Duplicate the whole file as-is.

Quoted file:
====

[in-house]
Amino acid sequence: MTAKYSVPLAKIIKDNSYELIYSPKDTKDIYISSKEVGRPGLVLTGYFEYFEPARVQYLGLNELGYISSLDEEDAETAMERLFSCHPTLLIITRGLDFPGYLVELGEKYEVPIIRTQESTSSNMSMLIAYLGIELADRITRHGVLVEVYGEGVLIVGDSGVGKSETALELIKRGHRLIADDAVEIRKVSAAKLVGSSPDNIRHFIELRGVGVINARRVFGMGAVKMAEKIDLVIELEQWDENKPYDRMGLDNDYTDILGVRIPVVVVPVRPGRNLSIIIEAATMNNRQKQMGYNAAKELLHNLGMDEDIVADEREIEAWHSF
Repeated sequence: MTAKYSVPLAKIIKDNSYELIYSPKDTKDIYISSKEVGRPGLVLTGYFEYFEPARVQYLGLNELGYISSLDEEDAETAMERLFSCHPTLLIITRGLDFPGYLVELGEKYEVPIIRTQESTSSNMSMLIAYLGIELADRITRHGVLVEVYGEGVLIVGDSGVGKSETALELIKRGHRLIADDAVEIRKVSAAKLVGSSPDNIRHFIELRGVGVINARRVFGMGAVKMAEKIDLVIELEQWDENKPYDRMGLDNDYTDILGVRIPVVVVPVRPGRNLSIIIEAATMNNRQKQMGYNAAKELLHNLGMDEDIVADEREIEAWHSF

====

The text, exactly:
[in-house]
Amino acid sequence: MTAKYSVPLAKIIKDNSYELIYSPKDTKDIYISSKEVGRPGLVLTGYFEYFEPARVQYLGLNELGYISSLDEEDAETAMERLFSCHPTLLIITRGLDFPGYLVELGEKYEVPIIRTQESTSSNMSMLIAYLGIELADRITRHGVLVEVYGEGVLIVGDSGVGKSETALELIKRGHRLIADDAVEIRKVSAAKLVGSSPDNIRHFIELRGVGVINARRVFGMGAVKMAEKIDLVIELEQWDENKPYDRMGLDNDYTDILGVRIPVVVVPVRPGRNLSIIIEAATMNNRQKQMGYNAAKELLHNLGMDEDIVADEREIEAWHSF
Repeated sequence: MTAKYSVPLAKIIKDNSYELIYSPKDTKDIYISSKEVGRPGLVLTGYFEYFEPARVQYLGLNELGYISSLDEEDAETAMERLFSCHPTLLIITRGLDFPGYLVELGEKYEVPIIRTQESTSSNMSMLIAYLGIELADRITRHGVLVEVYGEGVLIVGDSGVGKSETALELIKRGHRLIADDAVEIRKVSAAKLVGSSPDNIRHFIELRGVGVINARRVFGMGAVKMAEKIDLVIELEQWDENKPYDRMGLDNDYTDILGVRIPVVVVPVRPGRNLSIIIEAATMNNRQKQMGYNAAKELLHNLGMDEDIVADEREIEAWHSF